MOKPO, SOUTH KOREA // Red Bull Racing's ominous pace looks to have successfully made its way across the Korea Strait from Japan, but the intoxicating atmosphere and fervent supporters that greeted the Formula One fraternity in Suzuka last week were, as expected, nowhere to be seen.
Sebastian Vettel clocked the fastest lap of practice ahead of his teammate Mark Webber as the tight tarpaulin sheets that fill the barren grandstands here at Korea International Circuit watched on in silence.
It is not an exaggeration to suggest there were more people in the paddock than there were in the 150,000 seats that line this modern racetrack-cum-white elephant.
Vettel won here last year to secure the constructors' championship having snared a second successive drivers' championship the previous week.
This season has proved far more competitive, but it is the German who again heads into tomorrow's race in sleepy southern South Korea as the man in form.
Two wins from the previous two races have seen Vettel climb to within four points of Ferrari's Fernando Alonso and he knows if he completes his hat-trick with a win this weekend, he will take the lead in the standings for the first time this season.
The fact there could be nobody in the crowd to cheer him on atop the podium is unlikely to deter him.
"All in all we can be quite happy, but I think it looks extremely tight," Vettel said after finishing 0.032 seconds ahead of Webber, who led Alonso by a further 0.296 seconds.
"I'm not happy with every run we had, but I think the track was changing quite a lot this morning. This afternoon it was quite slippery to start with, but then I think it got a little bit better so, all in all the car felt all right and now we see what we can do for qualifying.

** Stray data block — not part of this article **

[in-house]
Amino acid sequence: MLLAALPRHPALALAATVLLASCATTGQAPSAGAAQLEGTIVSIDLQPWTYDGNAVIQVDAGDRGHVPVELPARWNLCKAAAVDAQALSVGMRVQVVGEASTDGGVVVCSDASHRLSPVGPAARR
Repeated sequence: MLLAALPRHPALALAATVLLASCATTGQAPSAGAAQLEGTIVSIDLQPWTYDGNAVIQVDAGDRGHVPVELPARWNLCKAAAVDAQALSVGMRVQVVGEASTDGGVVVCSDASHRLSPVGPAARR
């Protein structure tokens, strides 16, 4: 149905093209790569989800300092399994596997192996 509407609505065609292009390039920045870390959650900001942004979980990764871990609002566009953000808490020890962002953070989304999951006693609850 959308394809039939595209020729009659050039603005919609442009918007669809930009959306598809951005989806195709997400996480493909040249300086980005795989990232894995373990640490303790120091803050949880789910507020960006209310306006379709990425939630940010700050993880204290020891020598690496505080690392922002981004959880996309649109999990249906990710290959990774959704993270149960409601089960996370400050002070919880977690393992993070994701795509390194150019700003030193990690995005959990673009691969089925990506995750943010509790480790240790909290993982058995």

"I think we have to improve ourselves to match the others."
Precisely why F1 continues to persevere in this rural port city is becoming more unclear by the year.
South Korea has a contract until 2016, but if it remains on the calendar that long, there will be much surprise.
This weekend's race could provide a key indicator as to the destination of this year's trophy, yet there is as much chance of a full-house in Yeongam as there is of being served a Korean meal without the staple side dish kimchi, a spicy and delectable seasoned cabbage.
The circuit, which cost $500 million (Dh1.83 billion) to construct and was sold as the focal point of an integrated new city, appears to have seen minimal action since last year's grand prix.
Certainly little of the planned surrounding marina and high-rise residence has progressed.
As a result much of the opening practice session of the day was spent by drivers using their cars to sweep the track clean while those not driving admired the all-encompassing fields of reed and distant Mount Wolchul.
Lewis Hamilton proved fastest in the morning, but the afternoon provided what appears a more realistic indicator of what can be expected for today's qualifying.
Vettel and Webber passed around the fastest time like a hot stone before Vettel pulled everything together on the super-soft tyres to set his one minute, 38.864 seconds.
The performance will have made for uncomfortable viewing for those in Alonso's garage, but the Spaniard says Ferrari are not concerning themselves with their rivals' pace.
The 31 year old endured a nightmare scenario last week as his race was ended on the first turn while his closest competitor for the title took maximum points.
Yet he remains confident.
"It's hard to say where we are compared to the others. We must wait to have a more precise picture of the situation.
"The track improved a great deal from one session to the next: it's a phenomenon that's particularly accentuated here, because there's hardly any racing on this track and this morning, it was particularly dirty.
"Let's hope the situation improves because it's always more fun driving when the track offers at least some grip."
And some fans.
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